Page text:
Afterbath

Note to self: when we’re knee-deep in the worst of it — when she’s got the shampoo all in her hair, and she has moved from stubbornly refusing to let it get washed out, to desperately begging through tears that we not wash it out, and we know there’s little else we can do at this point but impose our will against hers, and being parents in this moment feels way too much like being cops (and sadistic ones at that) — in these moments, we need to remember that:

    a) less than ten minutes later, reading a book and drinking her milk, she will have forgiven us and forgotten, bless her,

    and

    b) we are damned lucky that this is the worst of it, if that’s the worst it is getting these days.

5 Responses to Afterbath

  1. Liza June 8, 2007 at #

    What is it about the bath?

    We have entered a phase in which the idea of getting into the bath occurs to Noah like so much cruel torture — and yet, if the foam car toys vroom excitingly enough to get him into the bath in the first place, a second round of cruel torture must follow: getting out of the bath.

    Every step occurs for us like a tragic battle of wills. Most of the dirt lovingly ground into your hair and feet and ears must be removed on a regular basis. And sometime later, once the water has been cold for 5 or 10 minutes, it must go down the drain and toddlers must be pyjamaed and made ready for bed. Would that it could occur with fewer tears and screeches of “No, Mommy!”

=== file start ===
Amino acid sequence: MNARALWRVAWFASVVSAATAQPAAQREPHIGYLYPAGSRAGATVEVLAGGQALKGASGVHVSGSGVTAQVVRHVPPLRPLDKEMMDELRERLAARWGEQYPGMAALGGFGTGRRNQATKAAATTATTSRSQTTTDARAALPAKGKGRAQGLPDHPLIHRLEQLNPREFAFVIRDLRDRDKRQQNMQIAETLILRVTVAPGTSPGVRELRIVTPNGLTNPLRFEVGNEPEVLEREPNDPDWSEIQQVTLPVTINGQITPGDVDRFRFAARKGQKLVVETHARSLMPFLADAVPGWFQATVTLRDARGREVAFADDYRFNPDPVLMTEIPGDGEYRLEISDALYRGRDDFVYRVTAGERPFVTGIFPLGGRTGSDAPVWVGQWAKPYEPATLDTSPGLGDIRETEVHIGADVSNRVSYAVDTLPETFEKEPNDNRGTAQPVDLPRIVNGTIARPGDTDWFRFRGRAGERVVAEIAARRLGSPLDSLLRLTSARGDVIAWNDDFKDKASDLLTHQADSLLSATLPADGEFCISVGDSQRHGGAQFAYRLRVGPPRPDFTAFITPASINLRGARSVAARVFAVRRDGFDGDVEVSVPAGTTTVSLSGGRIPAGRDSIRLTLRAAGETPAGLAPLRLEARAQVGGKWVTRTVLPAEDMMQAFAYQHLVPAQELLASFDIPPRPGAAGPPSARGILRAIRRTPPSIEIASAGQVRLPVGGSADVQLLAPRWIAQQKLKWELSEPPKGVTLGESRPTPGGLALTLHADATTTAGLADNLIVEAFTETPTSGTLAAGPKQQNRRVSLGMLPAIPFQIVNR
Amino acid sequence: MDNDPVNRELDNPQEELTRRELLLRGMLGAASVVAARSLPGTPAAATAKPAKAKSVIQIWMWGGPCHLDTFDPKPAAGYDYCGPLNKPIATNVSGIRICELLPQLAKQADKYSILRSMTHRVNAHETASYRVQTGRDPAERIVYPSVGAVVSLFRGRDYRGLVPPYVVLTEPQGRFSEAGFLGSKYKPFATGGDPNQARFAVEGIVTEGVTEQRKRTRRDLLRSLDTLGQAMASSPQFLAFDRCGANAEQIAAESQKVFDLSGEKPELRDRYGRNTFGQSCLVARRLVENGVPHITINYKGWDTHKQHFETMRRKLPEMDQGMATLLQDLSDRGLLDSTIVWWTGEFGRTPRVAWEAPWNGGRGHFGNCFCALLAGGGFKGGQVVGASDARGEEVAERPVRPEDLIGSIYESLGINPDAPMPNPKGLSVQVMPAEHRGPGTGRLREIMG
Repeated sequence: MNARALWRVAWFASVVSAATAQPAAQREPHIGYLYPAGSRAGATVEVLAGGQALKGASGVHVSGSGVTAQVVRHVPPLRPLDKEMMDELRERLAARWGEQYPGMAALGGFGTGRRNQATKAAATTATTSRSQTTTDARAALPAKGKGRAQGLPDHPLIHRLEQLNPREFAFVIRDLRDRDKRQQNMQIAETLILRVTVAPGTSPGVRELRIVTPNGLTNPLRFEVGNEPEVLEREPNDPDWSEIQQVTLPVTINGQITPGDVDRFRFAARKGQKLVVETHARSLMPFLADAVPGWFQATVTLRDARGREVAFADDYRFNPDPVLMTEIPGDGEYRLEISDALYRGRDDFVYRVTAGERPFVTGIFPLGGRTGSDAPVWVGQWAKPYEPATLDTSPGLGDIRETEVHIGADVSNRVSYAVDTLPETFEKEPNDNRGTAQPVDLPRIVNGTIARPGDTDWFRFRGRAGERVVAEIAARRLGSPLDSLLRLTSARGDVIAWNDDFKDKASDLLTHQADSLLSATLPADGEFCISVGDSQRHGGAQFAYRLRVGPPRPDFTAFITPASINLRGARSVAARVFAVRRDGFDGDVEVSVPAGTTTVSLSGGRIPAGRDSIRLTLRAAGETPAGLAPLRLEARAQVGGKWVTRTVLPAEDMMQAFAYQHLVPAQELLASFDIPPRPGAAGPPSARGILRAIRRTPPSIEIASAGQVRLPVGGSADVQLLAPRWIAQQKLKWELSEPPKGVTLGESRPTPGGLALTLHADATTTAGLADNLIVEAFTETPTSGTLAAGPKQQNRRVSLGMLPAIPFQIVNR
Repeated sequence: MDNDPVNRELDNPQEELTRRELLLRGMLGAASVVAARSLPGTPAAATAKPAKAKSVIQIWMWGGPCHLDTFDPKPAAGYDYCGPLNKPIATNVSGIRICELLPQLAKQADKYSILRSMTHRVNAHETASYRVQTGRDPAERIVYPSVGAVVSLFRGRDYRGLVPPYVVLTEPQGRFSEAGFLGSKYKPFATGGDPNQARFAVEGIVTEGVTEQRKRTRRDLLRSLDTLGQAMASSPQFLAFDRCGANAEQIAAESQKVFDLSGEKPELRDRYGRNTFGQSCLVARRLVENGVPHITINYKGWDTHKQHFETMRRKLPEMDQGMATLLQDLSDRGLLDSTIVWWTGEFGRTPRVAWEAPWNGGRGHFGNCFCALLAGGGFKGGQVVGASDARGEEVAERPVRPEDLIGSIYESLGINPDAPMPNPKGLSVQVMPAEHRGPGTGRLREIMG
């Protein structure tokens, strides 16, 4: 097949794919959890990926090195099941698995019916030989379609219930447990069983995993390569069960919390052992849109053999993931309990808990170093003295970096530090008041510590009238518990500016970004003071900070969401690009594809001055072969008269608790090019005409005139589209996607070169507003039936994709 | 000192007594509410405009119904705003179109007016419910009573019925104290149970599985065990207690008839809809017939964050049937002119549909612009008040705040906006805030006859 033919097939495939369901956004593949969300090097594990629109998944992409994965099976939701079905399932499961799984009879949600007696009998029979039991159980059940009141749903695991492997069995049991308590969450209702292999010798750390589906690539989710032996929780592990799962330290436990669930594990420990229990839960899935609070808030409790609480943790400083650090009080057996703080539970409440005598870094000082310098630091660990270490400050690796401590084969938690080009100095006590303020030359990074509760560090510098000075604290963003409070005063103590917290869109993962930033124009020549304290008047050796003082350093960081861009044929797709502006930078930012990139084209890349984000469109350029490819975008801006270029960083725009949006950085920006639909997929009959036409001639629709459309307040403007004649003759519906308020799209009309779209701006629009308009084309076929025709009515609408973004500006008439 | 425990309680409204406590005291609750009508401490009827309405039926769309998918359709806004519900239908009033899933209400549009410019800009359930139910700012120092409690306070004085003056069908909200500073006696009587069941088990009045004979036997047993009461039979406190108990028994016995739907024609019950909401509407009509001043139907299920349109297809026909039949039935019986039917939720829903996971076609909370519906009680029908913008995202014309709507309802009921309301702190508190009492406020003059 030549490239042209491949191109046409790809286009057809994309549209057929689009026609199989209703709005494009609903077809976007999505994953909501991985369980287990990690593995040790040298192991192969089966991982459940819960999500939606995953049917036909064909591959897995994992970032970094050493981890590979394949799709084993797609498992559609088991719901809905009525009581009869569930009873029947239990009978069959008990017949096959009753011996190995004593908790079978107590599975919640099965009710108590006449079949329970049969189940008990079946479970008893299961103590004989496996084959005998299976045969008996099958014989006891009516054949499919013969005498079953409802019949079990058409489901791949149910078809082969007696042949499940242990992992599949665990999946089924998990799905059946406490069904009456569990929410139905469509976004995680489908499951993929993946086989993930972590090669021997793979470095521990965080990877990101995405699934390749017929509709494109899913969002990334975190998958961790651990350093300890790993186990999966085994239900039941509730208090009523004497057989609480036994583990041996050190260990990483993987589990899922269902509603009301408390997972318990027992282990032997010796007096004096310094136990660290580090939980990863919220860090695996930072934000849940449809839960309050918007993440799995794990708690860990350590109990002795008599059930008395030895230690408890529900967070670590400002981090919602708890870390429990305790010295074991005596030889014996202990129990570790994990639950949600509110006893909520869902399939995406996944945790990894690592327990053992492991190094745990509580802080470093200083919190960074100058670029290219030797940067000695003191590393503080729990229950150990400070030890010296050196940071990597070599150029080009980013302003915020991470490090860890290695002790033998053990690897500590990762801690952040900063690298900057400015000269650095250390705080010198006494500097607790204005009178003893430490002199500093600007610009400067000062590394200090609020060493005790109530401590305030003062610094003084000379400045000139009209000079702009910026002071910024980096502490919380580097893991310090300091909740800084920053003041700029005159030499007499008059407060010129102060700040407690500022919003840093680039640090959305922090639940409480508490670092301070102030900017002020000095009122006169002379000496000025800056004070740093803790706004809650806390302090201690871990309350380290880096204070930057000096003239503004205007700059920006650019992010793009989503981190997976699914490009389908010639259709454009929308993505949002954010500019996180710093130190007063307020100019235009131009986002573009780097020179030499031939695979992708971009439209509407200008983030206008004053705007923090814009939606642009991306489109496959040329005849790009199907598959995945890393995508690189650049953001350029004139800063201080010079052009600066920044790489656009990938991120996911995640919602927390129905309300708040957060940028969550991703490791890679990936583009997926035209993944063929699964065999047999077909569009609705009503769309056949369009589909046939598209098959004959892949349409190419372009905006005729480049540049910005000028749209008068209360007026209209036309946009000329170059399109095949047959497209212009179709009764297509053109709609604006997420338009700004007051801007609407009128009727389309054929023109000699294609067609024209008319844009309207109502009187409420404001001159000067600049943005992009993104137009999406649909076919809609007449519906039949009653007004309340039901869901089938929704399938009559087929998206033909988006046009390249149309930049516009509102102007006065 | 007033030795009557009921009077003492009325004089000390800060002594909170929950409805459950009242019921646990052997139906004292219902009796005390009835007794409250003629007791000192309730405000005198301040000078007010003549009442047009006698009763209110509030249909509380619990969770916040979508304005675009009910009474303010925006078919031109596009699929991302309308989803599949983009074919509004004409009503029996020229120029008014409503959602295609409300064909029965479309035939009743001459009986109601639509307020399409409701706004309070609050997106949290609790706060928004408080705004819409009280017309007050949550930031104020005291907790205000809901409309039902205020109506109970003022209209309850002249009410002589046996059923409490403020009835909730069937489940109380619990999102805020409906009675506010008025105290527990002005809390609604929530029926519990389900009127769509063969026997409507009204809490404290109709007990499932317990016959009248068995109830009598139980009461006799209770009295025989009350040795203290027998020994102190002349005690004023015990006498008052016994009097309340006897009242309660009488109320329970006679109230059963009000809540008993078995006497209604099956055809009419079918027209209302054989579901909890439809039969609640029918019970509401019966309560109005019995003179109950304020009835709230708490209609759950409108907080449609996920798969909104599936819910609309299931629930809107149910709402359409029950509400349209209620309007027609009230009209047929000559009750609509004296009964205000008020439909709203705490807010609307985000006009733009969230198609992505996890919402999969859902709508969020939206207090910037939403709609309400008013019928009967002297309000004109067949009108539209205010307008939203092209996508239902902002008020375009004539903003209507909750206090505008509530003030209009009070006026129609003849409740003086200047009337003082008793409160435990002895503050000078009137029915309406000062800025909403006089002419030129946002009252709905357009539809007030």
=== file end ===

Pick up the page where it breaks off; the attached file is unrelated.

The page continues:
2. Vikki June 8, 2007 at #

    Last night, our two year old decided that screaming through her bath would give us all a much needed break from all of that pesky love and harmony pervading the house. Afterwards, Luisa and I drew straws for the two last parental duties of the night: 1)reading Harry Potter to the older, content child and 2)putting the banshee into her bed. I lost…so, I lead the screamer down the hall to her bedroom and put her into bed. She didn’t want books, didn’t want songs, didn’t want anything I had to offer. I climbed into bed with her and started to sing even though she protested. Soon, she stopped crying and turned to me and said, “I sing it”. She sang “twinkle twinkle” to me and then “favorite things” and then I realized I hadn’t drawn the short straw after all. Sorry for that corny ending but it sure felt true in the moment.

  3. LesbianDad June 8, 2007 at #

    Parenthood: toughest job we’ll ever love.

  4. Pieces of Gray June 11, 2007 at #

    So true. It’s the aftermath that reminds us that every battle is worth it.

Trackbacks/Pingbacks

  1. Categorised under motherhood but actually about fatherhood « blue milk - June 13, 2007

    […] June 13th, 2007 This was a nice post from the ever reliable Lesbian Dad to dip into.  And speaking of fatherhood, Daddy Dialectic has a whole bunch of really interesting posts at the moment about ’stay-at-home father, work-outside-the-home mother family models’ and the various ways this arrangement is interpreted and misinterpreted in terms of equality. […]

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